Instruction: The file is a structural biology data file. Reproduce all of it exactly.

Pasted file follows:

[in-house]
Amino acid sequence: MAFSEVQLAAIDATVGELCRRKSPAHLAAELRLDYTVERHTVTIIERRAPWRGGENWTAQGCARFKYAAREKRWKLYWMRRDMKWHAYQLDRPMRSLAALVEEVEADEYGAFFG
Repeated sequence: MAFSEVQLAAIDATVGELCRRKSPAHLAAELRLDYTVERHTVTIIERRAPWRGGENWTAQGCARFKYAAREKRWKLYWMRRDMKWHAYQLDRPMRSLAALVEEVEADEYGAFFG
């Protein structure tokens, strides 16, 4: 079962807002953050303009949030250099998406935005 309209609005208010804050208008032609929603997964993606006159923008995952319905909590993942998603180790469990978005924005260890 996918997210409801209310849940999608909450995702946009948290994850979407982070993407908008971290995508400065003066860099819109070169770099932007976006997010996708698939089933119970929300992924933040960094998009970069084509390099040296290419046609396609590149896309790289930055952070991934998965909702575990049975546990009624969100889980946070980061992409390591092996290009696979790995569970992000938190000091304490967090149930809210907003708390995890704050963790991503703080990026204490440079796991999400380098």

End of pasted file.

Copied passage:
[in-house]
Amino acid sequence: MAFSEVQLAAIDATVGELCRRKSPAHLAAELRLDYTVERHTVTIIERRAPWRGGENWTAQGCARFKYAAREKRWKLYWMRRDMKWHAYQLDRPMRSLAALVEEVEADEYGAFFG
Repeated sequence: MAFSEVQLAAIDATVGELCRRKSPAHLAAELRLDYTVERHTVTIIERRAPWRGGENWTAQGCARFKYAAREKRWKLYWMRRDMKWHAYQLDRPMRSLAALVEEVEADEYGAFFG
């Protein structure tokens, strides 16, 4: 079962807002953050303009949030250099998406935005 309209609005208010804050208008032609929603997964993606006159923008995952319905909590993942998603180790469990978005924005260890 996918997210409801209310849940999608909450995702946009948290994850979407982070993407908008971290995508400065003066860099819109070169770099932007976006997010996708698939089933119970929300992924933040960094998009970069084509390099040296290419046609396609590149896309790289930055952070991934998965909702575990049975546990009624969100889980946070980061992409390591092996290009696979790995569970992000938190000091304490967090149930809210907003708390995890704050963790991503703080990026204490440079796991999400380098």